Priced to sell! The impending decline of price as the determining factor in Internet commerce

Internet Research

ISSN: 1066-2243

Article publication date: 1 August 2000



Schwartz, D.G. (2000), "Priced to sell! The impending decline of price as the determining factor in Internet commerce", Internet Research, Vol. 10 No. 3.



Emerald Group Publishing Limited

Copyright © 2000, MCB UP Limited

Priced to sell! The impending decline of price as the determining factor in Internet commerce

Priced to sell! The impending decline of price as the determining factor in Internet commerce

Claims of a level playing field leading to price-based competition on the Internet are quickly fading from memory. As the complexities of Internet markets and the new technologies used to attack those markets develop, a new range of competitive considerations is emerging. This issue of Internet Research presents a number of initiatives that explore and analyze the nature of selling online.

Mass customization has been touted as one of the new holy grails of Internet marketing, but as Jiang argues in "Segment-based mass customization: an exploration of new conceptual marketing framework", taking mass customization to the level of one-to-one is not necessarily beneficial. Reaching a market segment efficiently and profitably is determined by whether the mass customization is based on an optimal segment size that does not, in general, correspond to an individual consumer. Jiang investigates the factors that effect optimal segment size, including the market situation and company resources.

The use of shopping bots is perhaps the antithesis of mass customization in that using current bot technology, comparisons can only be made based on standard product offerings across multiple vendors. In "Product searching with shopping bots", Rowley reviews the search facilities offered by shopping bots in the context of an experiment to purchase books online. The search facilities of shopping bots were investigated using trial searches for three different best-selling books. As Rowley shows, the effectiveness of bots does not only depend upon search facilities but also depends on product coverage, and other added value features such as publisher and consumer reviews.

What type of functionality can we then expect from a shopping bot in pursuit of a mass customized product? Perhaps the next generation of shopping bots will in fact incorporate the theories proposed by Jiang and set the stage for Rowley's next analysis.

The effectiveness of any tool or technique to increase the success of Internet sales needs to consider far more than just optimum segment size and useful bot searching. Vijayasarathy and Jones, whose work has appeared previously in Internet Research, return with "Print and Internet catalog shopping: assessing attitudes and intentions". Increasing our understanding of consumer behavior is paramount to developing the next generation of e-marketing technologies and their paper moves us forward in that direction. Vijayasarathy and Jones' empirical study compares individuals' attitudes and intentions to shop using print and Internet catalogs. Their findings suggest that individuals perceived differences between the two catalog media on the shopping factors of reliability, tangibility, and consumer risk.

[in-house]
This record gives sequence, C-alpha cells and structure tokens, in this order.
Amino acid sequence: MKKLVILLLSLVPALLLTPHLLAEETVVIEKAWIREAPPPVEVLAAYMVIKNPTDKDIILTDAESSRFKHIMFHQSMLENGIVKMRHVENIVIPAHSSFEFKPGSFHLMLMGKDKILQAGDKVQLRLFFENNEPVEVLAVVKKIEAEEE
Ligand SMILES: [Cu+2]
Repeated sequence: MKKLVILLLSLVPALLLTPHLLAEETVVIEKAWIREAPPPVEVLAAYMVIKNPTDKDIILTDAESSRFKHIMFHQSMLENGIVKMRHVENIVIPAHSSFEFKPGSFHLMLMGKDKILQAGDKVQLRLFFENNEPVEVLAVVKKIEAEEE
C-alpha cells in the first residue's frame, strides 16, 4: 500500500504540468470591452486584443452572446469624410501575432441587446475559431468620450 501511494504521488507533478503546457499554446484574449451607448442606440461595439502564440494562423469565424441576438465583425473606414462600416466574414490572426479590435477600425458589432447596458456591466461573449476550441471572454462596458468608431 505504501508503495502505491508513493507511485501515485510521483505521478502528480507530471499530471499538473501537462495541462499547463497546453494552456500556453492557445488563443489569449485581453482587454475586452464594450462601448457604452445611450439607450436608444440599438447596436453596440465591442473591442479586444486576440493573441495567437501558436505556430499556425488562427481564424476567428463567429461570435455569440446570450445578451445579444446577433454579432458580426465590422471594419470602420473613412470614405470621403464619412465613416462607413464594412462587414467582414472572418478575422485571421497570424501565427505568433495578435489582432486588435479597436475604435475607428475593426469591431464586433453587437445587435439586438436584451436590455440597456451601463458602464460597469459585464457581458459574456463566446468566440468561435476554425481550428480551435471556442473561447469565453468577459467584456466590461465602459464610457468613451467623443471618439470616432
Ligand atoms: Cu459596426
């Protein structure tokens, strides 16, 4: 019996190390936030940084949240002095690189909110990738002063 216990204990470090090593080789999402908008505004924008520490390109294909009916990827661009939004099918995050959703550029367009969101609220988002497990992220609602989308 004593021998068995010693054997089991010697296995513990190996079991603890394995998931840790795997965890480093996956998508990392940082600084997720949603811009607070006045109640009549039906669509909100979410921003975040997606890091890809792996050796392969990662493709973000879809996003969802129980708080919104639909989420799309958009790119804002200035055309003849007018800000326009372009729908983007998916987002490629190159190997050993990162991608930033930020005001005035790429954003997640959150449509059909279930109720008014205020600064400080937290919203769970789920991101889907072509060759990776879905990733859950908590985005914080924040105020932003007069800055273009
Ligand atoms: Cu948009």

This issue of Internet Research also includes two papers that investigate Internet security and interactive news media.

Internet-related security issues have become the subject of our daily news headlines but perhaps unjustifiably so. In "Internet-based security incidents and the potential for false alarms", Evans and Furnell present a study that shows a marked lack of uniformity when it comes to identifying and classifying Internet security breaches. In an experiment that began by sampling over 700,000 IP addresses, only two sites considered the activity to be an attempt to breach their security. Evans and Furnell elaborate on the security challenges faced by organizations, and show how a lack of proper understanding of Internet security issues leads to mismanagement of harmless incidents and conversely, the potential to mismanage serious security breaches.

Among the major effects the Internet is having on our society, are changes in the production and consumption of news media. The dimensions of interactivity afforded by Internet-based news reporting take us into unchartered territory with challenges heretofore unseen in traditional radio, television, and print. Massey, in his study of "Market-based predictors of interactivity at Southeast Asian online newspapers", tracks the interactive characteristics of 17 English-language Asian newspapers, considering both market-based and press-freedom variables. By taking a multidimensional look at interactivity characteristics, Massey gives us a glimpse into the future evolution of online newspapers.

Continuing the study of pricing change brought about by the Internet, the case study presented in this issue follows the development of software pricing models looking at three different software providers. Bontis and Chung discuss the development of software pricing models and the move toward Application Service Provider (ASP) delivery of software. They show that while pricing structure must be aligned with value realization, the facilitation of business objectives overshadows pricing considerations.

On the Internet priced to sell is clearly no longer enough.

David G. Schwartz

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